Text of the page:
Experts recommend options for addressing adverse effects of mercury UN agency says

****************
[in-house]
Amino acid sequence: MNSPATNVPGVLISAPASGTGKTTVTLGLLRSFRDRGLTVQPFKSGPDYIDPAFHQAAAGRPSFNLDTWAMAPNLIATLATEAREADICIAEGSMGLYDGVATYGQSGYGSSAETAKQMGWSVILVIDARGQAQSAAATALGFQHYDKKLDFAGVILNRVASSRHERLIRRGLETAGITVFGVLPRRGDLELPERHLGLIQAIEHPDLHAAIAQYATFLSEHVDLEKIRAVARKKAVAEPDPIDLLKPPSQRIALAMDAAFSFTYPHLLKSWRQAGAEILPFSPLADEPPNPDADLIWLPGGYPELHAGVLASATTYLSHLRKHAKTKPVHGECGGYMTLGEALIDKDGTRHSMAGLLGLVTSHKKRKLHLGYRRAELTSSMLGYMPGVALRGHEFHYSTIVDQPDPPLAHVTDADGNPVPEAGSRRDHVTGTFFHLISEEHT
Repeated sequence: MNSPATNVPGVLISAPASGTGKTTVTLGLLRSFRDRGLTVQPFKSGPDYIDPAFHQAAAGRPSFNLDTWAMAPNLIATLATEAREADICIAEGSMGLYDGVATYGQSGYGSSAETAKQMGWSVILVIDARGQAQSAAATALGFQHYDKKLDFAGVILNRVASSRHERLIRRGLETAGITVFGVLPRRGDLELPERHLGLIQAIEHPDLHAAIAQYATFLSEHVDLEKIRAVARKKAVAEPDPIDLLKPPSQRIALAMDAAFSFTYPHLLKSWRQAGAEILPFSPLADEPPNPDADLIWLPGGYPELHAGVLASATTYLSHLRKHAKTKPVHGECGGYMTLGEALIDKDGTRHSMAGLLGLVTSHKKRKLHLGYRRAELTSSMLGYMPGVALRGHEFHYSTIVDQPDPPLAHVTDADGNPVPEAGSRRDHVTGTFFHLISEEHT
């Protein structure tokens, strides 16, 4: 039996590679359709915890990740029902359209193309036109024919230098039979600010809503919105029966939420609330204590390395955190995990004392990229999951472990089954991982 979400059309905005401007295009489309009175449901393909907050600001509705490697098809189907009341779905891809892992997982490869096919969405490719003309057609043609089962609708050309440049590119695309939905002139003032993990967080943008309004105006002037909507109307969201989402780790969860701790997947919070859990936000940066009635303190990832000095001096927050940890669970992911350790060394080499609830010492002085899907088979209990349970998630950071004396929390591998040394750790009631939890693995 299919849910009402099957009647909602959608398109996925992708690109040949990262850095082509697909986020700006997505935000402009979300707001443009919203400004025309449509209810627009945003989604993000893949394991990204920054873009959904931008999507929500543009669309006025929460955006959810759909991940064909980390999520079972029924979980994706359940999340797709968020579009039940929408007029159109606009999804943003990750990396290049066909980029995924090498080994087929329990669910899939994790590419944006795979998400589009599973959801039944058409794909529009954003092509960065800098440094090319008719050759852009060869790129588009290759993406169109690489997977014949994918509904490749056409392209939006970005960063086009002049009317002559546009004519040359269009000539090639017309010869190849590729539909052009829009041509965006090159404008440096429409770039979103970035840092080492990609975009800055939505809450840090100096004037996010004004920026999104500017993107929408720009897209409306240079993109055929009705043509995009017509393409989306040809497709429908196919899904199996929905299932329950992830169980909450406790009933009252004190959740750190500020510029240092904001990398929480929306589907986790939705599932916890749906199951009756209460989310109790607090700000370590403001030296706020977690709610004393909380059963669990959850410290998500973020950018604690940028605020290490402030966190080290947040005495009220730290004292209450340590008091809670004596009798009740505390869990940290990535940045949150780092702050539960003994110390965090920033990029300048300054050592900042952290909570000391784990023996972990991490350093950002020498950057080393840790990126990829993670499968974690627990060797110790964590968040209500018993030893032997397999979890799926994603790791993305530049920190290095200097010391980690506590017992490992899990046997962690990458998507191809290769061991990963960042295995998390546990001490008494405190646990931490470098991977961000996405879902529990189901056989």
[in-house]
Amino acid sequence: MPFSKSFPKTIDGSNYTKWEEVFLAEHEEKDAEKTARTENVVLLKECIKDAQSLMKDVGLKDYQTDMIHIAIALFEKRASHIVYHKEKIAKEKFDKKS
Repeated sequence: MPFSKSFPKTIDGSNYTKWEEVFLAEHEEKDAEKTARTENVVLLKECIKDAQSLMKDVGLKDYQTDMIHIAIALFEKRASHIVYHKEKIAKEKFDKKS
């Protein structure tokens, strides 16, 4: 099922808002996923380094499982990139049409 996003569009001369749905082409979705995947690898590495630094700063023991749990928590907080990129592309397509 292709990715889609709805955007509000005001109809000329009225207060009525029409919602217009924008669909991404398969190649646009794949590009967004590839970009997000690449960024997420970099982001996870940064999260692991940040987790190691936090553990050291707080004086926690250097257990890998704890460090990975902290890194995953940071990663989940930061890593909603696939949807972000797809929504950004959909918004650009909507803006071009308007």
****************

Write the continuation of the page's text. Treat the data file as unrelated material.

The UNEP Global Mercury Assessment Working Group, which wrapped up a weeklong meeting in Geneva, also recommended that governments reduce risks by cutting or eliminating the production and consumption of mercury by substituting other products and processes. States were also urged to launch talks for a legally-binding treaty, establish a non-binding global programme of action, and strengthen cooperation among countries on information-sharing, risk communication, assessment and related activities.The Working Group also recommended a number of immediate actions to enhance outreach to highly vulnerable groups, such as pregnant women, provide technical and financial support to developing countries and to countries with economies in transition, and support increased research, monitoring and data-collection on the health and environmental aspects of mercury and on environmentally friendly alternatives to the chemical.These recommendations, together with a detailed assessment report, will be forwarded to UNEP’s Governing Council, which meets next February in Nairobi. Based on the Working Group’s scientific and technical advice, the Governing Council may adopt political decisions that will set the course for global action on mercury for years to come.”These recommendations from the scientists and experts are the first essential step on the road to reducing and one day eliminating the environmental and health risks of mercury,” said UNEP Executive Director Klaus Toepfer. “Now it is up to the politicians and policy-makers to decide just where we go from here.”

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